Rain will help wash away wildfire smoke, air quality will improve

Air quality health index expected to drop to "low" in the Lower Mainland by Saturday; intrepid journalist creates fascinating time-lapse video of smoke's shift this past week

The weather giveth and the weather taketh away.

Friday’s precipitation will help wash away the smoke that has stubbornly settled over the Lower Mainland for the past eight days, says Environment and Climate Change Canada meteorologist Carmen Hartt.

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It should also help firefighters battle the wildfires in Washington State and Oregon.

“We’ve got some showers already over the West Coast and we're expecting that to continue inland over the next day or so. With that, we're also seeing a change in wind patterns,” Hartt said on Friday morning. “For example, this morning Victoria really dropped their air quality index. They've been moderate to extreme for the past week solid and now they're in the very low category. Vancouver's on its way to the low category. It's probably going to stick around moderate today and then be low by Saturday.”

The rain helps by literally washing the smoke’s fine particulate matter — the airborne soot from the fires — away.

“A lot of the smoke has been trapped here,” she says. “It was really bad last weekend when it was really coming in quickly and in the past few days it just sloshed around almost. There was not a lot of new injection of smoke but the old smoke was circulating around.”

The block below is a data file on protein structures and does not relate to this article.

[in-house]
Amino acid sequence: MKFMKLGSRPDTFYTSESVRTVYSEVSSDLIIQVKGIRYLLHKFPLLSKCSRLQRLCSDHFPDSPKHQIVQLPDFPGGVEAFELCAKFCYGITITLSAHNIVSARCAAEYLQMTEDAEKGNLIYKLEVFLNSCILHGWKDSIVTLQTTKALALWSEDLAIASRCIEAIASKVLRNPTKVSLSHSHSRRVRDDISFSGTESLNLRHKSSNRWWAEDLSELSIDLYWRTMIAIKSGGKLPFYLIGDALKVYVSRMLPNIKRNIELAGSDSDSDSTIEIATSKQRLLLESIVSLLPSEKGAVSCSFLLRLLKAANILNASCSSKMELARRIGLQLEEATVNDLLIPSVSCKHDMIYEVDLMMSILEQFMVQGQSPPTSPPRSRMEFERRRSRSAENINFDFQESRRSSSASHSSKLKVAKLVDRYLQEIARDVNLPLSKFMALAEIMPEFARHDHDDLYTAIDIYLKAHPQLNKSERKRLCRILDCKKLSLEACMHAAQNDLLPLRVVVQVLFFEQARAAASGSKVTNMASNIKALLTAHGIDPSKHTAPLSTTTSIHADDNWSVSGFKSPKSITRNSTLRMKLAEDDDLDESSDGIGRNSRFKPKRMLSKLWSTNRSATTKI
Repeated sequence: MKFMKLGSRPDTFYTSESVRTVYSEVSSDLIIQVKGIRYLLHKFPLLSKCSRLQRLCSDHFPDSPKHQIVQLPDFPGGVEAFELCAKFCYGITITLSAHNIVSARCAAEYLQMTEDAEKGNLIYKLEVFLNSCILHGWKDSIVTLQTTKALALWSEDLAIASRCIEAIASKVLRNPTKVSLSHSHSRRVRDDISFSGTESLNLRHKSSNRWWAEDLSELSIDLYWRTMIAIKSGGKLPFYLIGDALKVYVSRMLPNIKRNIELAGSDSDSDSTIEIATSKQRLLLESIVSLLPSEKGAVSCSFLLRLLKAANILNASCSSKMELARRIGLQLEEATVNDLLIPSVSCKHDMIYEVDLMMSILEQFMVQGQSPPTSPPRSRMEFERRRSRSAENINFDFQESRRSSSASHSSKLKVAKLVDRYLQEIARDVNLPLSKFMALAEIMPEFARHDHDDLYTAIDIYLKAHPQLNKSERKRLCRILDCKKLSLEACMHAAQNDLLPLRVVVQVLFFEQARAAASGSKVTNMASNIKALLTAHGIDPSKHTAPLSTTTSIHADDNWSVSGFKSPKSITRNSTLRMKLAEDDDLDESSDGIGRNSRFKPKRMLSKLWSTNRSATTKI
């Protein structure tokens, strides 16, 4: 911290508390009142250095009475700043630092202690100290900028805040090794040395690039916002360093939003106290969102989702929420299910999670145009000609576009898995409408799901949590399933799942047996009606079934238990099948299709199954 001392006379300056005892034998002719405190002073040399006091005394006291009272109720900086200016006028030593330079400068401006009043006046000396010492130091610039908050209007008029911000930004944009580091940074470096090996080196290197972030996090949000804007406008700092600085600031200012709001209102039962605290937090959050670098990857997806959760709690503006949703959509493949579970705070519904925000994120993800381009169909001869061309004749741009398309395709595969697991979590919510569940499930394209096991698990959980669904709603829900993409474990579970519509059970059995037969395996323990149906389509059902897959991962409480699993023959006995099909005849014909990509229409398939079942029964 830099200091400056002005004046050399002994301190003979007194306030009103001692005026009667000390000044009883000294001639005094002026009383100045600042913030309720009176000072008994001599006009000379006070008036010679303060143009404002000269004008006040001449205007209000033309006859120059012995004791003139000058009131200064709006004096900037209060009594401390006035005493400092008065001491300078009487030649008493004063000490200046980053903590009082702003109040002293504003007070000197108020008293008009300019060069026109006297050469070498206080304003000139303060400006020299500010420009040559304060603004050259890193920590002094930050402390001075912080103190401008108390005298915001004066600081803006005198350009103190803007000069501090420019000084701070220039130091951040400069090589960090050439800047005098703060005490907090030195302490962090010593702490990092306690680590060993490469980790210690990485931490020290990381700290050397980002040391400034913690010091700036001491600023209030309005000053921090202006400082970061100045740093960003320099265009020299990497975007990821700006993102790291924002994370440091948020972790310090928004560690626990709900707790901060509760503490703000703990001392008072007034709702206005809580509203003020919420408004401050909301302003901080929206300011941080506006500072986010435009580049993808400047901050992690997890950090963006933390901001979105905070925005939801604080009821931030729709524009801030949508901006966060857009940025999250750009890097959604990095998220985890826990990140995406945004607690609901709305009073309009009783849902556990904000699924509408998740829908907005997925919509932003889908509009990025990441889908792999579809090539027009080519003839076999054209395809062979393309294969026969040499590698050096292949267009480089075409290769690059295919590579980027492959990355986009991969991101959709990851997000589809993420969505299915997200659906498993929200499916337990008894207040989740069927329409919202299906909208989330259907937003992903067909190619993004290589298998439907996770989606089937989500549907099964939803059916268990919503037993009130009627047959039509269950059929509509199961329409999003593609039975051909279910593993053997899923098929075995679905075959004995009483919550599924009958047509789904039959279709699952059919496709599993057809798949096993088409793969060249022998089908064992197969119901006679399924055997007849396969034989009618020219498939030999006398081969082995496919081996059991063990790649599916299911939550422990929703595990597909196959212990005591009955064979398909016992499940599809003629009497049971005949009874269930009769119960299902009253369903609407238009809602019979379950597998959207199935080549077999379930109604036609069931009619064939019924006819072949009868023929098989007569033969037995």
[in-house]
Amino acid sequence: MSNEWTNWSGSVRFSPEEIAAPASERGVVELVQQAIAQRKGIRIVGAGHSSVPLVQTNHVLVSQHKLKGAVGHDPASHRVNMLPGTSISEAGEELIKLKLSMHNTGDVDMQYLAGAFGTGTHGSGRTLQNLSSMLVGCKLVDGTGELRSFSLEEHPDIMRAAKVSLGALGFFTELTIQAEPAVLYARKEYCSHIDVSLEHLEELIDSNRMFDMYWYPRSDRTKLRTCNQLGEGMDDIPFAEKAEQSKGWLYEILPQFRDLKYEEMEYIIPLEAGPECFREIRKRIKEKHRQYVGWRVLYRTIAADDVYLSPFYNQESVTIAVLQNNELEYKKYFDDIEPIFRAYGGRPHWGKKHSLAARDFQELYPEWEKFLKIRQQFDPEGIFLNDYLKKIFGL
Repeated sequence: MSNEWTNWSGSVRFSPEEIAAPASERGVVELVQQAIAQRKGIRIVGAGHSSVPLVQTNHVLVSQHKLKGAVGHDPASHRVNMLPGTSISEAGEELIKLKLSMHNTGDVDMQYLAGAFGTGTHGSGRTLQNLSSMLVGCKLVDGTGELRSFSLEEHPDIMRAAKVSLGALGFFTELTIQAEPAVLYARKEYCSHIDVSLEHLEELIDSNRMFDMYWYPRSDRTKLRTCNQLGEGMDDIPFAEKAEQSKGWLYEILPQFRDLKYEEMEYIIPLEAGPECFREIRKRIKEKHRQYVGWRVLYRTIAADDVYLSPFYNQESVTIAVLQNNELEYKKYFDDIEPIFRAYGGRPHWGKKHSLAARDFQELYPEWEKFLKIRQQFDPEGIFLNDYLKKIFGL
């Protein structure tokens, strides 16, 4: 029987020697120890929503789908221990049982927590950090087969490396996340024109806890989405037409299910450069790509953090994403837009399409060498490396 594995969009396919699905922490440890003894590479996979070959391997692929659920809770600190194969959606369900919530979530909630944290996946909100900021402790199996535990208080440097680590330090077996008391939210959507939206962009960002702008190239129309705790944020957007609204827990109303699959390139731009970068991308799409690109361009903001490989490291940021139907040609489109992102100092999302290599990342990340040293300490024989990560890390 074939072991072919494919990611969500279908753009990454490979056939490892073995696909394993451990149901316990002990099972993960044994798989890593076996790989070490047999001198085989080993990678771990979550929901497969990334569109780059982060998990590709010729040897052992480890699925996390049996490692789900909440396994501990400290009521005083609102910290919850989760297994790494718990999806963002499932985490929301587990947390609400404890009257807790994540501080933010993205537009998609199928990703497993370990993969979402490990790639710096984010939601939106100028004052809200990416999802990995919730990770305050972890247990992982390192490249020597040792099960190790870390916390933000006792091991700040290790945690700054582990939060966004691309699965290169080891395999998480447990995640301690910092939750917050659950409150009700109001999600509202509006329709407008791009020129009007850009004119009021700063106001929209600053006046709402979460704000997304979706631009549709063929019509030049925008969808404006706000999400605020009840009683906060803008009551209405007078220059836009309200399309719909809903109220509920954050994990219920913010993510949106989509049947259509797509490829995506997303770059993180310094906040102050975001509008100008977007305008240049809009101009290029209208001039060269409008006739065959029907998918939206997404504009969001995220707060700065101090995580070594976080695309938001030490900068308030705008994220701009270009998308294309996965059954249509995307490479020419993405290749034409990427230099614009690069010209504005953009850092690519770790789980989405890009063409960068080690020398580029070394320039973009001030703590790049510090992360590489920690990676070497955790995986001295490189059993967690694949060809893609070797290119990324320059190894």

In this sadly mesmerizing time-lapse video, local journalist Nathan Griffiths used satellite imagery from NASA to depict what conditions were like when the air quality health index registered 10+, the highest rating. (We share it with permission.)

 

Watch wildfire smoke blanket Metro Van/Seattle/Victoria in this satellite timelapse 🛰 from r/vancouver

While fires have been terrifyingly burning their way through American coastal states, B.C. has been relatively spared from forest fires. There are 21 active fires in the province, according to the B.C. wildfire service dashboard. Eleven are in the southeast region of the province, seven are in the Kamloops region and three are in the coastal region. Most of the smoke has remained localized, however, Hartt says.

People living near the New Westminster Pier Park fire were dealing with the double whammy of the forest fire smoke and the pier fire. That smoke has diminished since Tuesday night and remains highly localized. (Watch a video of the pier's iconic W coming down here.)

While Hartt predicts the fires in California to continue burning for the next few months, coastal Washington State and Oregon share the same wet, cooling effects of autumn storm systems.

“We could see another setup where smoke is seen again if those fires continue like they're expected to but we wouldn't expect the smoke to be as long lasting just because we are moving from summer to fall,” Hartt said on the eighth consecutive morning of smoke in southern B.C.. “As long as those fires are burning we have to have some small level of concern here.”

As to this weekend’s forecast, on Sunday, the sun is expected to peak out during the day, with cloudy periods at night. Monday is expected to be sunny with a high of 20 degrees, while Tuesday is expected to see a mix of sun and cloud. After that, rain is expected to move into the region, a low-pressure system from the Pacific brings significant precipitation to coastal B.C.

— With files from Vancouver is Awesome.

Martha Perkins is the North Shore News’ Indigenous and civic affairs reporter. This reporting beat is made possible by the Local Journalism Initiative.


 

 

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